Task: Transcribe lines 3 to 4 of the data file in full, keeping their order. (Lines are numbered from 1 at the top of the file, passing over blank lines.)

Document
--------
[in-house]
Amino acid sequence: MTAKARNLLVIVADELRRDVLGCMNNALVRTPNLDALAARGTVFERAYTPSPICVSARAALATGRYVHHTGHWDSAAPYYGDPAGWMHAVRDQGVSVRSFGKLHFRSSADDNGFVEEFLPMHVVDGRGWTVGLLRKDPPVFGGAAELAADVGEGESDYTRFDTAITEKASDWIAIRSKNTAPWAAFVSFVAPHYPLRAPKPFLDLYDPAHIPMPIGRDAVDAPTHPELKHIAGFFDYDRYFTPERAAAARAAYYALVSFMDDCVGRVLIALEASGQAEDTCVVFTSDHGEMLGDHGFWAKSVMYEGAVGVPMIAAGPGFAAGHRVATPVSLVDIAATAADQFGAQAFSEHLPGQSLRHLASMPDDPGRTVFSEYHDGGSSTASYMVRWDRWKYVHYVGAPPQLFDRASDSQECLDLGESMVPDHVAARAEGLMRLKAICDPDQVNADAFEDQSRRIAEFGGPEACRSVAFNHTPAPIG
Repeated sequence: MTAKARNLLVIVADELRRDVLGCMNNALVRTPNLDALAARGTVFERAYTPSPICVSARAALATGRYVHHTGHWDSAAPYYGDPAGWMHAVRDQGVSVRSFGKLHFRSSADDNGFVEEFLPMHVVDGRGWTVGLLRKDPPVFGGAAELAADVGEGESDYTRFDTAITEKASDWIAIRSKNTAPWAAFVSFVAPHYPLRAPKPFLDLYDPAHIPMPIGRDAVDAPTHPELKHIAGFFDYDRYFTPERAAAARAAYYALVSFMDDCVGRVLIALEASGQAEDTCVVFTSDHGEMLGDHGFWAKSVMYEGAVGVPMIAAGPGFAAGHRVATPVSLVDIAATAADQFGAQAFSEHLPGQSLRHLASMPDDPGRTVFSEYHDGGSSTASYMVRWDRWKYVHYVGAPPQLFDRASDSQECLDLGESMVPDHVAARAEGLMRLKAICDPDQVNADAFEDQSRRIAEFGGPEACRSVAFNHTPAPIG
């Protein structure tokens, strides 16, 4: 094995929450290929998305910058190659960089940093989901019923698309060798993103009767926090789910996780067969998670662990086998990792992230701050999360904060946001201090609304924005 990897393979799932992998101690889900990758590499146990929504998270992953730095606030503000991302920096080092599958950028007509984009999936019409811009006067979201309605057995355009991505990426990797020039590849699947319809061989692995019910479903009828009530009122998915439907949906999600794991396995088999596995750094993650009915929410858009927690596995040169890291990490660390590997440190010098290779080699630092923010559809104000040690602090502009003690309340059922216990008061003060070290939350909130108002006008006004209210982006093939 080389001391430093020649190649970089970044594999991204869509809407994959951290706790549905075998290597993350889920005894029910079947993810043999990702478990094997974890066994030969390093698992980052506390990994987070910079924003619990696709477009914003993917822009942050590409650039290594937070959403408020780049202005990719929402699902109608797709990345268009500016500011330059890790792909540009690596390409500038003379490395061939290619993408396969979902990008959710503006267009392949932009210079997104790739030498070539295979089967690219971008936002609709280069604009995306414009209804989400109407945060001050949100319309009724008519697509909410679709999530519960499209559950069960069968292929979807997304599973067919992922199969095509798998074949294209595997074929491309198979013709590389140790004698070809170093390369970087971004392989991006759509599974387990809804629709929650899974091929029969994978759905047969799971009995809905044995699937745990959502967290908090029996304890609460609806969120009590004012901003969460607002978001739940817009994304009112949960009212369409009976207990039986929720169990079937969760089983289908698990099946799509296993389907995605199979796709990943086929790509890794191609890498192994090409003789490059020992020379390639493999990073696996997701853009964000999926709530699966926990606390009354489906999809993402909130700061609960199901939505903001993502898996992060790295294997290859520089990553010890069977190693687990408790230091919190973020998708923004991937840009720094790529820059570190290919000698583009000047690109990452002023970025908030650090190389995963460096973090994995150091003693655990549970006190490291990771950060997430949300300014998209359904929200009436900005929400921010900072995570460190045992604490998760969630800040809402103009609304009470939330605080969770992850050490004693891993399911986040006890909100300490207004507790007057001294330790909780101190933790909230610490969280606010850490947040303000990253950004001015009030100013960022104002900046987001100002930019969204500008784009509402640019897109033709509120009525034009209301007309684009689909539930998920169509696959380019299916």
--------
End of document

Repeated sequence: MTAKARNLLVIVADELRRDVLGCMNNALVRTPNLDALAARGTVFERAYTPSPICVSARAALATGRYVHHTGHWDSAAPYYGDPAGWMHAVRDQGVSVRSFGKLHFRSSADDNGFVEEFLPMHVVDGRGWTVGLLRKDPPVFGGAAELAADVGEGESDYTRFDTAITEKASDWIAIRSKNTAPWAAFVSFVAPHYPLRAPKPFLDLYDPAHIPMPIGRDAVDAPTHPELKHIAGFFDYDRYFTPERAAAARAAYYALVSFMDDCVGRVLIALEASGQAEDTCVVFTSDHGEMLGDHGFWAKSVMYEGAVGVPMIAAGPGFAAGHRVATPVSLVDIAATAADQFGAQAFSEHLPGQSLRHLASMPDDPGRTVFSEYHDGGSSTASYMVRWDRWKYVHYVGAPPQLFDRASDSQECLDLGESMVPDHVAARAEGLMRLKAICDPDQVNADAFEDQSRRIAEFGGPEACRSVAFNHTPAPIG
């Protein structure tokens, strides 16, 4: 094995929450290929998305910058190659960089940093989901019923698309060798993103009767926090789910996780067969998670662990086998990792992230701050999360904060946001201090609304924005 990897393979799932992998101690889900990758590499146990929504998270992953730095606030503000991302920096080092599958950028007509984009999936019409811009006067979201309605057995355009991505990426990797020039590849699947319809061989692995019910479903009828009530009122998915439907949906999600794991396995088999596995750094993650009915929410858009927690596995040169890291990490660390590997440190010098290779080699630092923010559809104000040690602090502009003690309340059922216990008061003060070290939350909130108002006008006004209210982006093939 080389001391430093020649190649970089970044594999991204869509809407994959951290706790549905075998290597993350889920005894029910079947993810043999990702478990094997974890066994030969390093698992980052506390990994987070910079924003619990696709477009914003993917822009942050590409650039290594937070959403408020780049202005990719929402699902109608797709990345268009500016500011330059890790792909540009690596390409500038003379490395061939290619993408396969979902990008959710503006267009392949932009210079997104790739030498070539295979089967690219971008936002609709280069604009995306414009209804989400109407945060001050949100319309009724008519697509909410679709999530519960499209559950069960069968292929979807997304599973067919992922199969095509798998074949294209595997074929491309198979013709590389140790004698070809170093390369970087971004392989991006759509599974387990809804629709929650899974091929029969994978759905047969799971009995809905044995699937745990959502967290908090029996304890609460609806969120009590004012901003969460607002978001739940817009994304009112949960009212369409009976207990039986929720169990079937969760089983289908698990099946799509296993389907995605199979796709990943086929790509890794191609890498192994090409003789490059020992020379390639493999990073696996997701853009964000999926709530699966926990606390009354489906999809993402909130700061609960199901939505903001993502898996992060790295294997290859520089990553010890069977190693687990408790230091919190973020998708923004991937840009720094790529820059570190290919000698583009000047690109990452002023970025908030650090190389995963460096973090994995150091003693655990549970006190490291990771950060997430949300300014998209359904929200009436900005929400921010900072995570460190045992604490998760969630800040809402103009609304009470939330605080969770992850050490004693891993399911986040006890909100300490207004507790007057001294330790909780101190933790909230610490969280606010850490947040303000990253950004001015009030100013960022104002900046987001100002930019969204500008784009509402640019897109033709509120009525034009209301007309684009689909539930998920169509696959380019299916």